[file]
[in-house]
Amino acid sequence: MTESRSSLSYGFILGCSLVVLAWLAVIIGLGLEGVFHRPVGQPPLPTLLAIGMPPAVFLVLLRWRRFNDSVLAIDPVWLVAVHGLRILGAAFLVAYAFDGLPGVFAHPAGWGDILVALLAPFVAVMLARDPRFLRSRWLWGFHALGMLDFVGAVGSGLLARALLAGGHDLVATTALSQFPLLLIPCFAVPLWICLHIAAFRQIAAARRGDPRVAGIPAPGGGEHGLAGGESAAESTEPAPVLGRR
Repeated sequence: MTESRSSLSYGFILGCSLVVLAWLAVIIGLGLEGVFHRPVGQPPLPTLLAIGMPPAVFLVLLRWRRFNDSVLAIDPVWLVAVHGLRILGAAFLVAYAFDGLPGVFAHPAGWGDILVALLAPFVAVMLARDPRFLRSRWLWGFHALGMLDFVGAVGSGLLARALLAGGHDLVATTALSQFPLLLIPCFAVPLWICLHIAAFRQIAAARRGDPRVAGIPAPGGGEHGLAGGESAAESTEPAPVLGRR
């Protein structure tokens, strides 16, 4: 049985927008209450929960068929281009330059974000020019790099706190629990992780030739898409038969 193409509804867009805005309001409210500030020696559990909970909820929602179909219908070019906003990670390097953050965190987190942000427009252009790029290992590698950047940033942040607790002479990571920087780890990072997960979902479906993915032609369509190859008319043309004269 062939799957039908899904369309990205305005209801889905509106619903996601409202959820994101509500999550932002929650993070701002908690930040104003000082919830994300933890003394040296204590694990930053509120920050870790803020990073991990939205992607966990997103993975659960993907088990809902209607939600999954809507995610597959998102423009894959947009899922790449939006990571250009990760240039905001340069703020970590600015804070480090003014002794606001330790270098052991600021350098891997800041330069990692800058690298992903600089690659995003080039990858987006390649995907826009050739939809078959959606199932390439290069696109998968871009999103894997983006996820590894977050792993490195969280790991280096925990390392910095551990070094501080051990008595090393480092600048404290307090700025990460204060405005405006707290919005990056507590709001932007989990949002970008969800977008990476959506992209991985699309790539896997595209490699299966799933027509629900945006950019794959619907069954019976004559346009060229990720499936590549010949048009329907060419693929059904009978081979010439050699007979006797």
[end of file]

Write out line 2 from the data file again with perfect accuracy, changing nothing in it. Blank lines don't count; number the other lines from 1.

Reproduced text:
Amino acid sequence: MTESRSSLSYGFILGCSLVVLAWLAVIIGLGLEGVFHRPVGQPPLPTLLAIGMPPAVFLVLLRWRRFNDSVLAIDPVWLVAVHGLRILGAAFLVAYAFDGLPGVFAHPAGWGDILVALLAPFVAVMLARDPRFLRSRWLWGFHALGMLDFVGAVGSGLLARALLAGGHDLVATTALSQFPLLLIPCFAVPLWICLHIAAFRQIAAARRGDPRVAGIPAPGGGEHGLAGGESAAESTEPAPVLGRR